Much of what van der Linden proposes makes good sense; indeed, as he notes, transnational labour history has been flourishing for a number of years. In relation to the Anglophone world think of Nev Kirk’s Comrades and Cousins, published nearly a decade ago, as eloquent testimony to the potential of what we might call the globalisation from below of workers and labour institutions around the British colonies of settlement and the United States. A long list of titles cited by Behal, Joshi and Mohapatra show how histories of the ‘global South’ are making significant advances in the study of labour in the developing world.
But this does not mean that van der Linden’s prescription is unproblematic. Here is not the place for a detailed response to van der Linden (although it undoubtedly warrants it) but there is scope to raise two issues.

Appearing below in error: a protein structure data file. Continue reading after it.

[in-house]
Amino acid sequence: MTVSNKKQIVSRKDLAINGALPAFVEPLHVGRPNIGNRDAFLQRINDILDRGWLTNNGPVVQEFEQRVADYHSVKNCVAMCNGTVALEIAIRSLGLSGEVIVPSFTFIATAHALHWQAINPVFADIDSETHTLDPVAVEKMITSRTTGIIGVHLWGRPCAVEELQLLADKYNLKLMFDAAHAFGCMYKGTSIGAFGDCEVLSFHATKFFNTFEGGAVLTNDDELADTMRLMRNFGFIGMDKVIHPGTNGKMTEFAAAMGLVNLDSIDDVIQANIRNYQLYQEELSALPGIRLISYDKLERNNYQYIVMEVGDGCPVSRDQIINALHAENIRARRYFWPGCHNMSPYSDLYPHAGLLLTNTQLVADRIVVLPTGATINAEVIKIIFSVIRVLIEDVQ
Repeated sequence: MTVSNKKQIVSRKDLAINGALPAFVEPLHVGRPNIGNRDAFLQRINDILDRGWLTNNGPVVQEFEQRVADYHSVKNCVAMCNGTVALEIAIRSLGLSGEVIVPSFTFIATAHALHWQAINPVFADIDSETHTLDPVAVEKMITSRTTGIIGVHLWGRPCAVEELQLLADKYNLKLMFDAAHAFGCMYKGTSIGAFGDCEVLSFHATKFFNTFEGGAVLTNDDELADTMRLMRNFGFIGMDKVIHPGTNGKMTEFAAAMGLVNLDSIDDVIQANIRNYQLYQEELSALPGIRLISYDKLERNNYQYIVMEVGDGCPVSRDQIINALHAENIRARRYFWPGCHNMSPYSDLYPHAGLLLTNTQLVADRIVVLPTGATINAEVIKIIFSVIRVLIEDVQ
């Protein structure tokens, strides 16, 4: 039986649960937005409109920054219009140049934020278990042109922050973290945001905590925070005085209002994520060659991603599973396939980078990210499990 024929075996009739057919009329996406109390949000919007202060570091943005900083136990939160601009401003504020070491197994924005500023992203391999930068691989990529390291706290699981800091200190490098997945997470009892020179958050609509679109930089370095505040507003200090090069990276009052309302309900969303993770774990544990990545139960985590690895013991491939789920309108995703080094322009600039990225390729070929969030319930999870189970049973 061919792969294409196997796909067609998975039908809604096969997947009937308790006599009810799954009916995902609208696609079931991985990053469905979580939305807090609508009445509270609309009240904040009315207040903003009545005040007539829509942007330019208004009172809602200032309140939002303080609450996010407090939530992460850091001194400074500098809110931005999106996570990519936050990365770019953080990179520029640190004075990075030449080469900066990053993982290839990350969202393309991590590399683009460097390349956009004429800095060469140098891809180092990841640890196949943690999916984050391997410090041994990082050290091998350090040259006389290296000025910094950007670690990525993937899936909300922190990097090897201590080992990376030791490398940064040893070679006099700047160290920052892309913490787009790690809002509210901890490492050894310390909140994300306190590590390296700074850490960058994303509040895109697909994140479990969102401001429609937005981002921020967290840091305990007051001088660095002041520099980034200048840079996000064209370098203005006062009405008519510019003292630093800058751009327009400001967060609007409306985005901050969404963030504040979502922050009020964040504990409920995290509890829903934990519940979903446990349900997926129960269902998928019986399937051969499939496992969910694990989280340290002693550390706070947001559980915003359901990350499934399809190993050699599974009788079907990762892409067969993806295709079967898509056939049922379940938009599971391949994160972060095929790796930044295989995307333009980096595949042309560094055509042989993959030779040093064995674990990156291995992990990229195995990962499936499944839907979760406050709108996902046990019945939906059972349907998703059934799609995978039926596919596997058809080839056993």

First, is the vexed issue of definition. As we have noted from Behal, Joshi and Mohapatra’s essay, one of the objectives of a new global labour history is to produce broader definitions that bring more scholars into the conversation. Van der Linden argues that the favoured categories of labour history – such as work, class and labour – are US-Eurocentric. Further, he stresses, in some cultures/languages there is no single word for these concepts. On the one hand, it is important to recall that the definitions of class and labour that underpin much of the labour history produced in the Anglophone world since the 1960s (and since the abandonment of notions such as false consciousness) are those upheld by the historical actors. After all, central to the new labour history project was/is to understand what ideas such as class, labour, poverty, freedom, popular, public and so on meant to those who uttered them in the context of their own times. To the extent that it puts this at risk, redefining these concepts to make them more effective for a global conversation among labour historians is surely dangerous.